Labor of Love: A story over a decade in the making

Sometime in 2006 or 2007, I got a call about a feral cat colony in need of caretakers (regular followers of our Facebook page know that we are huge advocates of feral cat care, and we do a lot of work in the community to help these cats have a better quality of life). The colony was near Guilford College, and had recently been moved about 1/4 mile from the original location. Incredibly, someone had tried to kill the colony cats by poisoning their water bowls. We never found out who did that, but moved the colony any way. Moving a colony is no easy feat. There are houses and feeding stations to move, not to mention the cats themselves. Fortunately, the colony was small–only about 6 cats–and they readily followed us to the new location. 

I agreed to feed a couple days a week. It was a fun little volunteer gig. I adored the cats, which included a family of four sisters. The sisters were tabby cats–two grey and two black/brown. One cat of each color combo was pretty outgoing. They ran right up to me when I arrived with their food and water on my feeding days. This is not unusual, of course. Many ferals become comfortable around their caretakers, and will even allow us to pet them a little. 

I have many memories of caring for that colony. Year after year, we fed them. We put straw in their houses to keep warm in winter. We brought lots and lots of bowls, until one caretaker decided to tether the bowls with a cord (the bowls always went missing before that, either to the wind, or by enterprising raccoons that carried them off). One winter, I got my little KIA stuck in the mud, and had to wait a couple hours before being pulled out. I became friends with the other caretakers, and together we loved those cats just like we loved our domestic house cats. 

Over the years, the colony population changed. A new cat might show up, hang around for a month or so, then move on. At some point, the colony only contained the four tabby sisters. Like all managed colonies, our cats were spayed and neutered, so the only additional cats were the ones traveling between colonies or otherwise on the move (There are colonies everywhere, I mean everywhere. Cats easily travel through the sewer system and literally pop up all over the place).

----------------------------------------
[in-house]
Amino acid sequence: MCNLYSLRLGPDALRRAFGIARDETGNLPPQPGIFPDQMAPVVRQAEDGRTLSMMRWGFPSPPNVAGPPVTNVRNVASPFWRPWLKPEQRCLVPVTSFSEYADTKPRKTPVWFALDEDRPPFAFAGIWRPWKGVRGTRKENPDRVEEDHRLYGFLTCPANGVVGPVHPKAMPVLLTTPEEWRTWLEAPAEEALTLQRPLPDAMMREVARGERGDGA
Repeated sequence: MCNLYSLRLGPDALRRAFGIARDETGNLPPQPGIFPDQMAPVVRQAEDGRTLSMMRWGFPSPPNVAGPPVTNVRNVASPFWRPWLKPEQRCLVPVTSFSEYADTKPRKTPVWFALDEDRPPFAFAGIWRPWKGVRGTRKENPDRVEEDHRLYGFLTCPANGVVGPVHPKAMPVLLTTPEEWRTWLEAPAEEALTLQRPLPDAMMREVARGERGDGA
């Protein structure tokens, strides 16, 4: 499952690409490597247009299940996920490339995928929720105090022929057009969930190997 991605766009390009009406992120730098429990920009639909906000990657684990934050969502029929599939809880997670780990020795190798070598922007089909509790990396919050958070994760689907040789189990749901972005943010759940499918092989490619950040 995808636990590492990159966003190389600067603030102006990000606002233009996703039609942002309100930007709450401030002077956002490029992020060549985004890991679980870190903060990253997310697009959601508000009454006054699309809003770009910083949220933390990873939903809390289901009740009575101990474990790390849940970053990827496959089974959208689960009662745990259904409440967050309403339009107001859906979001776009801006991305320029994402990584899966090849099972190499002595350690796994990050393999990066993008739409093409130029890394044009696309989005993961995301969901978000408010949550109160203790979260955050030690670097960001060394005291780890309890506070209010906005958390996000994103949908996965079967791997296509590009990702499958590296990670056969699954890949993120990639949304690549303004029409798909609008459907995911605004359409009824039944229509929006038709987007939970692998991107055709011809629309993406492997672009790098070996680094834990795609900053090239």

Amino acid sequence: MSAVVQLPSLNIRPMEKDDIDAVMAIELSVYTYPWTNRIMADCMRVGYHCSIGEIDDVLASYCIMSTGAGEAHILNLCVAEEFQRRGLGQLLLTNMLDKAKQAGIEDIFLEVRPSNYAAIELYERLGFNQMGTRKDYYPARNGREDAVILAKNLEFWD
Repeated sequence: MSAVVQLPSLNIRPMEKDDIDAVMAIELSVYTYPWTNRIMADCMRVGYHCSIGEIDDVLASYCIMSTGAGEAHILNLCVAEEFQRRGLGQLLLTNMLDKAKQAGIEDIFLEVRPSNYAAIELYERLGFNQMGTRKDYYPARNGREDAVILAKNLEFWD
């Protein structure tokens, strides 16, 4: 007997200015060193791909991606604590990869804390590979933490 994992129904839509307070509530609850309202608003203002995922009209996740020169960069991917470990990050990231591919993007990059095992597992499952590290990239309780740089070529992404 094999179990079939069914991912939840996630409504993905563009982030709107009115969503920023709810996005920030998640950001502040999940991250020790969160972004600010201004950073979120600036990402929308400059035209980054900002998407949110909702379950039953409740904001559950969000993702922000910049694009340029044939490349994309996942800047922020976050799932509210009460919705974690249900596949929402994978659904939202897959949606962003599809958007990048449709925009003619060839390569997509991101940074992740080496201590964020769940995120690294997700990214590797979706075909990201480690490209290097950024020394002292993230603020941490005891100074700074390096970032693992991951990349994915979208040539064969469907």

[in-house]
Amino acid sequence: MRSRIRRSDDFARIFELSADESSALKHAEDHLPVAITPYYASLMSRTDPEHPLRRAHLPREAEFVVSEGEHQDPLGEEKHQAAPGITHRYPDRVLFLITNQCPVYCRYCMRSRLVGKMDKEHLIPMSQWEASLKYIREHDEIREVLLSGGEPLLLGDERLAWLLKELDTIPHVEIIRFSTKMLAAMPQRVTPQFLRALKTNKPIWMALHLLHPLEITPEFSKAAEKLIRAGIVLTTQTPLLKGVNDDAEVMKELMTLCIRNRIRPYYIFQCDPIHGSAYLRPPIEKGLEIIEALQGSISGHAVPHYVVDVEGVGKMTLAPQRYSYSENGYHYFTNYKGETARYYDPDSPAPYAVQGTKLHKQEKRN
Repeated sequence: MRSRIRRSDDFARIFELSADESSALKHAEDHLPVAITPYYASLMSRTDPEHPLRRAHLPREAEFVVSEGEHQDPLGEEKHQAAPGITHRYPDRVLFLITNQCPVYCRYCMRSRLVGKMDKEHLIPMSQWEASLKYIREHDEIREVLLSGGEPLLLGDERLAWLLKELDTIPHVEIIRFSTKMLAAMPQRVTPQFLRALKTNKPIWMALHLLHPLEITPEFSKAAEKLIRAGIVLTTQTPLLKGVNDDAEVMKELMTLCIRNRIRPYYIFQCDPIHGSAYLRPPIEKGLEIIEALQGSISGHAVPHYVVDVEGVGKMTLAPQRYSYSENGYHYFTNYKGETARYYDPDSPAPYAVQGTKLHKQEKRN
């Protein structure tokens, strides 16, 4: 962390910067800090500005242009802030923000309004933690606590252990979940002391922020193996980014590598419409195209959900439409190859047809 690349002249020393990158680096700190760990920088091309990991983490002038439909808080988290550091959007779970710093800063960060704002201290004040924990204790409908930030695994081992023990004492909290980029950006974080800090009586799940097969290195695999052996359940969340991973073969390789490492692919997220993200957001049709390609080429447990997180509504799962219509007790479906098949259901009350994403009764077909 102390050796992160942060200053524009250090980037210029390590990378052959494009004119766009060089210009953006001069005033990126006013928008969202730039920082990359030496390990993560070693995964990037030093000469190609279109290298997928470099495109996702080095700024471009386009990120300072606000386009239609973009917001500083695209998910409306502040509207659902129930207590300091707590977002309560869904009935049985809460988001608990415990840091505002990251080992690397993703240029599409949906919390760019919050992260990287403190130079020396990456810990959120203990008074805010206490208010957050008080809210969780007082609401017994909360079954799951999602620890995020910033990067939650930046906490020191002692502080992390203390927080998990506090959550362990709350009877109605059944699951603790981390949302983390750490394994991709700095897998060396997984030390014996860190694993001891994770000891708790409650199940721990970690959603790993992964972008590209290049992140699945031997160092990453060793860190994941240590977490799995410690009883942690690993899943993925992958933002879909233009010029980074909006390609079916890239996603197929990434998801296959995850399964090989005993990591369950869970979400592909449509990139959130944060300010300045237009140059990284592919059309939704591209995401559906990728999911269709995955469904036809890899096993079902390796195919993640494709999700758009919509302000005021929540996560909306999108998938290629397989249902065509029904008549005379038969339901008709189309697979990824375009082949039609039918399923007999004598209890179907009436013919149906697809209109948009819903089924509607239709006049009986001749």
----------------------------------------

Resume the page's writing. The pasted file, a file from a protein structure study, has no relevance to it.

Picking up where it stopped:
Then it began. We started seeing only three of the tabbys at feeding time. It’s heartbreaking, but it’s reality. The cats get old and pass away. Sometimes it’s worse–they get hit by a car. At some point in the last couple years, we only saw two tabbys at feeding time. And finally, just one. 

It was winter, maybe early spring. No matter what time we went, only one tabby met us at the feeding station. She was one of the more outgoing ones, a sweet black and brown senior girl. She always ran up, and walked right around our legs, nearly tripping us as we walked to her dish. She loved to be petted. It was always so good to see her. 

But it was hard to see her out there alone. Her sisters were gone, and she was a very social cat. She appeared to be a good candidate for adoption. But bringing a feral cat home is a major operation–they have never been inside a house, and likely would be shy with anyone but the colony caretakers. We asked around, but for whatever reason, no one could take her. So we did. We owed it to her–she deserved to be with other cats and out of the elements. 

On a Sunday night about a month ago, we pulled up to the colony. This time, we came with a crate instead of dinner. Incredibly, she seemed to be ready to go. I scooped her up, put her in the crate, and then we headed to a 24-hour vet for a complete check up and vaccines. She got a clean bill of health, and we headed home. We had set up our back porch for her: new ceiling fan, new screen, even a neat shade that made the porch cooler for her. Most important, we had a brand new litter box set up, filled with ‘Cat Attract’ litter. Our smart little feral cat learned to use the litter box that first night! 

And so she’s home now. And inside, too. Turns out she was done with living outside, even if the new version had a fan, a view, and a sad little tomato plant that has yet to produce anything. She’s still getting used to our household. Dogs, cats, and all the daily sounds that a house contains–dishwasher, laundry, humans talking, the TV–it is all very new and overwhelming at times. But she’s doing really well, and will come around completely in her own time and on her own terms; after all, she’s a feral cat and that’s how they roll. A labor of love that started over a decade ago has culminated in a happy home for us and our longtime friend, who by the way, now has a name. It’s ‘Stripey’. 


  1. Like reading your story about Stripey. Saved the story to share with others. Dan the tuesday feeder.

    • April Mauney says:

      Thanks Dan! Stripey is adjusting to indoor life. I think she misses her life outside, but she seems to understand this is safer, even if it’s not as adventurous as colony life!

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